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4 Child custody tips for co-parents in summer

When your children are on summer break from school, you no doubt try to schedule a few special events and family activities for them. Some kids go to day camp while others look forward to an annual trip to the beach. If you’ve recently filed for divorce, you and your ex will want to keep summer break in mind as you draft a child custody agreement.

There’s no way to divorce without it causing some type of disruption in your children’s lives. However, if you and your ex are willing to peacefully negotiate a co-parenting plan, you can help your kids keep stress to a minimum, especially during summer break. Juggling work schedules, extra-curricular activities and child supervision issues can be challenging, which is why it’s helpful to keep a few tips in mind.

A child custody plan is not a competition

You may no longer want to be in a relationship with your ex; however, the two of your will always share a connection because of your children. In most cases, it’s healthy for kids to spend lots of time with both parents during summer break. If they witness their parents working together as a team, they may be better able to cope with the changes divorce has brought to their lives.

On the contrary, if parents are always trying to outdo one another or your co-parent is trying to turn your kids against you, it not only can cause stress after divorce but, perhaps, legal problems, as well.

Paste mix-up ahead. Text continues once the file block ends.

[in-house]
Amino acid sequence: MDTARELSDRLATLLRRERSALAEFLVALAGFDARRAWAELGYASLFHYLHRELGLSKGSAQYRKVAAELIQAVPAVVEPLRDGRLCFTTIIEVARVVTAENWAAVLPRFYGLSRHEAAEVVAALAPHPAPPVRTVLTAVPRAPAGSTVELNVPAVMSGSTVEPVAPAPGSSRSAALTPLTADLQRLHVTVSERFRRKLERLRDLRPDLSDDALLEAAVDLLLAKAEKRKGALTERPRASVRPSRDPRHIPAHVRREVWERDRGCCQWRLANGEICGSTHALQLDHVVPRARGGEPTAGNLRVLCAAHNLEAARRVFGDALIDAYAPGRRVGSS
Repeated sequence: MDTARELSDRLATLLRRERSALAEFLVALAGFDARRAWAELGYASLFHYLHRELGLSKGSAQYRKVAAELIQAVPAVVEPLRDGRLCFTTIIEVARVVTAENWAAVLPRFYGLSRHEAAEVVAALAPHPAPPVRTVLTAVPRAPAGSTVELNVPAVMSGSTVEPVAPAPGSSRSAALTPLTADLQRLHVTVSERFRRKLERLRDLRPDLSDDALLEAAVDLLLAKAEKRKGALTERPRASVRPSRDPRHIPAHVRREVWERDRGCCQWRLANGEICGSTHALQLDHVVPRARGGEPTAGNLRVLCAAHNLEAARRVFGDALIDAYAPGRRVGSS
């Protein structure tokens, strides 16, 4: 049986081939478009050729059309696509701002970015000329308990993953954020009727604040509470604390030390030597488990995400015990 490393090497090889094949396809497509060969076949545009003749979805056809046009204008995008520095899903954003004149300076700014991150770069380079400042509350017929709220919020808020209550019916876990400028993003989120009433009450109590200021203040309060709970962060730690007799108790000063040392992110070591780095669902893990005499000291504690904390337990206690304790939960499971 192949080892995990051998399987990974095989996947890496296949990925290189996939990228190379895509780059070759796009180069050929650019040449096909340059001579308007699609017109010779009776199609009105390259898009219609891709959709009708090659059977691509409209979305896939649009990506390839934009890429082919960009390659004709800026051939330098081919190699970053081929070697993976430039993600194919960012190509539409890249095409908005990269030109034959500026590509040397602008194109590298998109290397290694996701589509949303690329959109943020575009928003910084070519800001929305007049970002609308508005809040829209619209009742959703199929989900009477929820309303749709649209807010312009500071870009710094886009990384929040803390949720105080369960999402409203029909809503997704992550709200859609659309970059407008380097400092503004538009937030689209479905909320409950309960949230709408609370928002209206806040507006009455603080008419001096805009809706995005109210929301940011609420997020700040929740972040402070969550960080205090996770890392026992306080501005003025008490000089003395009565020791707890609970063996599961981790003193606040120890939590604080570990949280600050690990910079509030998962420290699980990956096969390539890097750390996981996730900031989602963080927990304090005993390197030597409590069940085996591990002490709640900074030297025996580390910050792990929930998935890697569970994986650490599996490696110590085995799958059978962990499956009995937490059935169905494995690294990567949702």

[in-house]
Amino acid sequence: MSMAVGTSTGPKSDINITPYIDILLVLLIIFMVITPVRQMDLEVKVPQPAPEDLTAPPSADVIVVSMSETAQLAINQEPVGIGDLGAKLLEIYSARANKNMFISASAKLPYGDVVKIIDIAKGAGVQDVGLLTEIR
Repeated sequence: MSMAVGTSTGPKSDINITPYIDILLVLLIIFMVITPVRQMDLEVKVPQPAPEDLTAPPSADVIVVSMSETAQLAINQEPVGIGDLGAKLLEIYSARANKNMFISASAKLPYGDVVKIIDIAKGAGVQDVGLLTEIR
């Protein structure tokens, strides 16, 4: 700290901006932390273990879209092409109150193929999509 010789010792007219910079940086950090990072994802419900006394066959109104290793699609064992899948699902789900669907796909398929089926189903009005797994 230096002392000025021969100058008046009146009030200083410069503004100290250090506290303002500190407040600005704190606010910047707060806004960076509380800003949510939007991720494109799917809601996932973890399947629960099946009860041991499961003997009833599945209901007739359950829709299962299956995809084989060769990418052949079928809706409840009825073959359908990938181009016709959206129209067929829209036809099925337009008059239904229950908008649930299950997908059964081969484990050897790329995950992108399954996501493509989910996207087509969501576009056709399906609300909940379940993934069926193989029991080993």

Keep lines of communication open regarding vacations

It’s natural for you and your ex to want to take your kids on vacation during the summer. Problems can arise, however, if you both want to travel with the kids on the same dates. You can avoid confusion and disputes by incorporating details about vacations in writing as part of your co-parenting agreement. It might take a bit of effort to plan ahead, but doing so may help your avoid trouble down the line.

Always discuss finances ahead of time

When you file for divorce, you must resolve financial issues pertaining to your children’s needs. The court may order a parent to pay child support. Property division proceedings can also affect children’s well-being. There may be expenses associated with your kids’ summer time activities. Which parent will be financially responsible for which activities?

If you know ahead of time that your kids will be attending sports camp or traveling abroad for a learning experience, etc., it makes it easier to map out all the financial issues so that it’s clear what each parent’s contribution will be.

Encourage kids to stay in touch with their other parent

If you’re traveling with your children during summer after divorce, it might take some getting used to for your kids not to have their other parent along on the trip. They’ll miss him or her while they’re away. Encouraging your children to use virtual chat apps, texting or phone calls to stay connected to their other parent while you’re on vacation might help them adapt to their new lifestyle.

If your kids are away with your co-parent and he or she is impeding their ability to contact you, you can bring the matter to the court’s immediate attention. Both parents must adhere to an existing court order, and the family court judge overseeing your case can enforce the order as necessary.